NICK CAVE’S : THE LET GO

My favorite artist is NICK CAVE he taps into your emotions and his work is beautiful and colorful and the truth comes from the message and how all of this began – a bit political for sure  – he makes you think – he makes you want to rally – he makes you want to march –  we are such a community & we are all equal and we all need to help one another …. I love Nick Cave’s messages and I thank him and the Park Avenue Armory for this incredible installation THE LET GO 

 

From the Park Avenue Armory website ….

“one of the most popular contemporary artists [who] turns his serious ideas into buoyant aesthetic concepts”
The New York Times

Interdisciplinary artist Nick Cave creates a dance-based town hall—part installation, part performance—to which the community of New York is invited to “let go” and speak their minds through movement, work out frustrations, and celebrate independence as well as community. The reimagined Wade Thompson Drill Hall allows for social gatherings and is activated by “chase,” a multi-colored, 100-foot-long mylar sculpture that glides across the dance floor.

From Wikipedia

Nick Cave

Nick Cave (born February 4, 1959[1] in Fulton, Missouri, United States) is an American fabric sculptordancer, and performance artist. He is best known for his Soundsuits: wearable fabric sculptures that are bright, whimsical, and other-worldly. He also trained as a dancer with Alvin Ailey.[2] He resides in Chicago and is director of the graduate fashion program at School of the Art Institute of Chicago.

Soundsuits are sculptural costumes enveloping the wearer’s body in materials including dyed human hair, sisal, plastic buttons, beads, wire, sequins, and feathers. In using everyday objects, Cave can create an atmosphere of familiarity while rearranging them into interpretive representations of both social and material culture.[6] As race, identity, and gender are generally accepted to form the axis of his work,[6] Cave’s soundsuits can telegraph many concepts simultaneously. Their meaning can therefore change based on their environment, movement, fixed state, and/or the inclusion of group choreography.[6][7] The finished pieces bear some resemblance to African ceremonial costumes and masks. The suits also reference carnival costumes, Dogon costumes, Rococo, and ball culture.[1]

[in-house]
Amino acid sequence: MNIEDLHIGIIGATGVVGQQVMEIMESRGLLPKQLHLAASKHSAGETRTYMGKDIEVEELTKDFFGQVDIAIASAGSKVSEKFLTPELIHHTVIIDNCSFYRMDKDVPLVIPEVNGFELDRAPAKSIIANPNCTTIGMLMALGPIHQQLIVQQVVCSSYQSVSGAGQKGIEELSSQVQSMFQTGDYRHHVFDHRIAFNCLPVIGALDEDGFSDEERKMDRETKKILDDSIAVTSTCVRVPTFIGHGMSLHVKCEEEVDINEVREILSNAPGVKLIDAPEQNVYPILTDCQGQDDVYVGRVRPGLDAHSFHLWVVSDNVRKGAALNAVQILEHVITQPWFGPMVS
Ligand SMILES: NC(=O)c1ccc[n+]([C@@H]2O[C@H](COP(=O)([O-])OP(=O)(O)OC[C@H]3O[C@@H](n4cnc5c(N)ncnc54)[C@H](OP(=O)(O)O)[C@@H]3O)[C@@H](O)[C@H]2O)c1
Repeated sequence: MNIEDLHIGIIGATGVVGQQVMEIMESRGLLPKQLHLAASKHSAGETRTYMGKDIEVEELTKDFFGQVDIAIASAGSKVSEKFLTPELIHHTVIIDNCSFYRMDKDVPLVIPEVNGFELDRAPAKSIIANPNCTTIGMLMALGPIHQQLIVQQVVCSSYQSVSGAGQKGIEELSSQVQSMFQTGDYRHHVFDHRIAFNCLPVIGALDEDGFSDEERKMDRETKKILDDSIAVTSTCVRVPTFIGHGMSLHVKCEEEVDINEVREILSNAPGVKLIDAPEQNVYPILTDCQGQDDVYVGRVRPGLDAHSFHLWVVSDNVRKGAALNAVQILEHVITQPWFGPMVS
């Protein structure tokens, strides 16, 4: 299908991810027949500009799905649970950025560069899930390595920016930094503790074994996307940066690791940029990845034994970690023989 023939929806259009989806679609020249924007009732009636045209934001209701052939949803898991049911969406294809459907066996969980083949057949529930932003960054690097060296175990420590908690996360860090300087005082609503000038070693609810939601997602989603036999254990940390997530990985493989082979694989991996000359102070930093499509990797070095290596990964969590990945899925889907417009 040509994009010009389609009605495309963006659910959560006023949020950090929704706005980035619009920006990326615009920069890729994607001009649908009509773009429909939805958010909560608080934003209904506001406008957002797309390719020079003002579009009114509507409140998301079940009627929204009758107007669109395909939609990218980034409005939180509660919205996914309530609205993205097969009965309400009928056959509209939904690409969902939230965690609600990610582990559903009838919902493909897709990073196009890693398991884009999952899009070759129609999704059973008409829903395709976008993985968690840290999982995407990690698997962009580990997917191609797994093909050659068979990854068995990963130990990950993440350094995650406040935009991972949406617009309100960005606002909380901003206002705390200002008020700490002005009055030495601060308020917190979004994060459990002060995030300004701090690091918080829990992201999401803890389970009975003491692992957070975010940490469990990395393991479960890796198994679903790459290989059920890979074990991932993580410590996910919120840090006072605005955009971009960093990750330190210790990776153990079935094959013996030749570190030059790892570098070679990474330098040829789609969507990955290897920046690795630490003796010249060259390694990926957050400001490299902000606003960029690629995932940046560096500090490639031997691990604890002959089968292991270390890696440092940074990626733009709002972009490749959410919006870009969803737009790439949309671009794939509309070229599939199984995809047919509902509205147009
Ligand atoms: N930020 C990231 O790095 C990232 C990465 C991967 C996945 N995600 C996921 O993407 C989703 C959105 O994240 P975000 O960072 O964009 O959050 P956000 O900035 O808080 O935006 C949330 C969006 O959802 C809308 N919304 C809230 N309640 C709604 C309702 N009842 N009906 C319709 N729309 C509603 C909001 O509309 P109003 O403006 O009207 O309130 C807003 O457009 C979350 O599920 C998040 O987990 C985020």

Cave’s first soundsuit was created in 1992, as a reaction to the beating of Rodney King. Cave collected a large number of sticks and twigs from the ground and fashioned them into a suit that made sound when worn.[1] His suits are most often presented for public viewing as static sculptures, but also through live performance, video, and photographs.[8][9] Bringing his interactive creations to life, “Cave regularly performs in the sculptures himself, dancing either before the public or for the camera, activating their full potential as costume, musical instrument, and living icon.”[10] Cave has produced over 500 soundsuits, since the creation of his first in 1992.

 

 

 

 

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